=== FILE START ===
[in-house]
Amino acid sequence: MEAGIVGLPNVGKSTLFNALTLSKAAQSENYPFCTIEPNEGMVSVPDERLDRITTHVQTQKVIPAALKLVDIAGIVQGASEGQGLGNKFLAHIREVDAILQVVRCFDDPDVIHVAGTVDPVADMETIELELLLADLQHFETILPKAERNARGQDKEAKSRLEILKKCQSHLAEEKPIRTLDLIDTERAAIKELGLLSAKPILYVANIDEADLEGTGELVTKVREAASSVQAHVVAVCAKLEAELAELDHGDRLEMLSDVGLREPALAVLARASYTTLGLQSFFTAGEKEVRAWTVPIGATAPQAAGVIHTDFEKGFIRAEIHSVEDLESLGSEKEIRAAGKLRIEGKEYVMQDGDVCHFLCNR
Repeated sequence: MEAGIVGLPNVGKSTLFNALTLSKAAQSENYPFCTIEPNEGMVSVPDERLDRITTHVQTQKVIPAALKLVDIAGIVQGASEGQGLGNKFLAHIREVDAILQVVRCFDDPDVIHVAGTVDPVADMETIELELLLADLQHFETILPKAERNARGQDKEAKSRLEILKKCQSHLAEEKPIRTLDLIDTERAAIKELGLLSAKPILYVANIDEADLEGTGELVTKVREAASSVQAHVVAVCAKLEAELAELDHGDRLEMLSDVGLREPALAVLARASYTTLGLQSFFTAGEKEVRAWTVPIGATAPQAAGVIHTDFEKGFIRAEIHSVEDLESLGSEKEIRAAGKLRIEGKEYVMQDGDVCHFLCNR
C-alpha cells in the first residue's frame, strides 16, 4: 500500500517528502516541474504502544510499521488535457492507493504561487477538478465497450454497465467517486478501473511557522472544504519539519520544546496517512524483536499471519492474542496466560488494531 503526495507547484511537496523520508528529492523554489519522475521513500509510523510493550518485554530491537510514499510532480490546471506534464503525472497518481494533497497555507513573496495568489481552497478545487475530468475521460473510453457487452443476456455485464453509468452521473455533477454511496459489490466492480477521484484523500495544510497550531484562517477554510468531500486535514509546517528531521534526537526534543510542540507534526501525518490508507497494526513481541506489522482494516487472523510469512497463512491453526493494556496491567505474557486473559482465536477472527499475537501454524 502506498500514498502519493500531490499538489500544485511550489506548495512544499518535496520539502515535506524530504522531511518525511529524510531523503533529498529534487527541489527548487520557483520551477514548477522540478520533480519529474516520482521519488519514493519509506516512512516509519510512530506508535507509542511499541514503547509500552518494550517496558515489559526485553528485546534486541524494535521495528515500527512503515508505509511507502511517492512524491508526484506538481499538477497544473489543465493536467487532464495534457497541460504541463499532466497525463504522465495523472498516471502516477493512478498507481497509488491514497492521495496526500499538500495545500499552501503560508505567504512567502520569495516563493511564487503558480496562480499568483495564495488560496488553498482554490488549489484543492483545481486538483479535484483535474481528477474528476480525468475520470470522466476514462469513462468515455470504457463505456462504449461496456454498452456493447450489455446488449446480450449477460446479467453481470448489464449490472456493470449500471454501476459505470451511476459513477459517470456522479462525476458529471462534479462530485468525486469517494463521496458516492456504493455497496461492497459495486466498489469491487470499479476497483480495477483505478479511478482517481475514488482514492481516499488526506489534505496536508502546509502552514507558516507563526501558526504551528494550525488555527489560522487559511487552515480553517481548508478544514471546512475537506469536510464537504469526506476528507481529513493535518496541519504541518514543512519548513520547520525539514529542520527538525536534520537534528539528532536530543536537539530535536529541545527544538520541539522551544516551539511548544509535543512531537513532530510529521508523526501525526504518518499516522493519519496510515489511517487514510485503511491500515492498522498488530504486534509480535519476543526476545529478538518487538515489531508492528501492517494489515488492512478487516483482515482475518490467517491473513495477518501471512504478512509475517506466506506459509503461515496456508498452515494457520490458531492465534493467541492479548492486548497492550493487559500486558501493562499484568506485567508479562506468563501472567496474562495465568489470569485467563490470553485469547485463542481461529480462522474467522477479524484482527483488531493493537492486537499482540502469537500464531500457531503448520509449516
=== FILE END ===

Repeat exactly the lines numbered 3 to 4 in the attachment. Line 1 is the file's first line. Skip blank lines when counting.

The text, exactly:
Repeated sequence: MEAGIVGLPNVGKSTLFNALTLSKAAQSENYPFCTIEPNEGMVSVPDERLDRITTHVQTQKVIPAALKLVDIAGIVQGASEGQGLGNKFLAHIREVDAILQVVRCFDDPDVIHVAGTVDPVADMETIELELLLADLQHFETILPKAERNARGQDKEAKSRLEILKKCQSHLAEEKPIRTLDLIDTERAAIKELGLLSAKPILYVANIDEADLEGTGELVTKVREAASSVQAHVVAVCAKLEAELAELDHGDRLEMLSDVGLREPALAVLARASYTTLGLQSFFTAGEKEVRAWTVPIGATAPQAAGVIHTDFEKGFIRAEIHSVEDLESLGSEKEIRAAGKLRIEGKEYVMQDGDVCHFLCNR
C-alpha cells in the first residue's frame, strides 16, 4: 500500500517528502516541474504502544510499521488535457492507493504561487477538478465497450454497465467517486478501473511557522472544504519539519520544546496517512524483536499471519492474542496466560488494531 503526495507547484511537496523520508528529492523554489519522475521513500509510523510493550518485554530491537510514499510532480490546471506534464503525472497518481494533497497555507513573496495568489481552497478545487475530468475521460473510453457487452443476456455485464453509468452521473455533477454511496459489490466492480477521484484523500495544510497550531484562517477554510468531500486535514509546517528531521534526537526534543510542540507534526501525518490508507497494526513481541506489522482494516487472523510469512497463512491453526493494556496491567505474557486473559482465536477472527499475537501454524 502506498500514498502519493500531490499538489500544485511550489506548495512544499518535496520539502515535506524530504522531511518525511529524510531523503533529498529534487527541489527548487520557483520551477514548477522540478520533480519529474516520482521519488519514493519509506516512512516509519510512530506508535507509542511499541514503547509500552518494550517496558515489559526485553528485546534486541524494535521495528515500527512503515508505509511507502511517492512524491508526484506538481499538477497544473489543465493536467487532464495534457497541460504541463499532466497525463504522465495523472498516471502516477493512478498507481497509488491514497492521495496526500499538500495545500499552501503560508505567504512567502520569495516563493511564487503558480496562480499568483495564495488560496488553498482554490488549489484543492483545481486538483479535484483535474481528477474528476480525468475520470470522466476514462469513462468515455470504457463505456462504449461496456454498452456493447450489455446488449446480450449477460446479467453481470448489464449490472456493470449500471454501476459505470451511476459513477459517470456522479462525476458529471462534479462530485468525486469517494463521496458516492456504493455497496461492497459495486466498489469491487470499479476497483480495477483505478479511478482517481475514488482514492481516499488526506489534505496536508502546509502552514507558516507563526501558526504551528494550525488555527489560522487559511487552515480553517481548508478544514471546512475537506469536510464537504469526506476528507481529513493535518496541519504541518514543512519548513520547520525539514529542520527538525536534520537534528539528532536530543536537539530535536529541545527544538520541539522551544516551539511548544509535543512531537513532530510529521508523526501525526504518518499516522493519519496510515489511517487514510485503511491500515492498522498488530504486534509480535519476543526476545529478538518487538515489531508492528501492517494489515488492512478487516483482515482475518490467517491473513495477518501471512504478512509475517506466506506459509503461515496456508498452515494457520490458531492465534493467541492479548492486548497492550493487559500486558501493562499484568506485567508479562506468563501472567496474562495465568489470569485467563490470553485469547485463542481461529480462522474467522477479524484482527483488531493493537492486537499482540502469537500464531500457531503448520509449516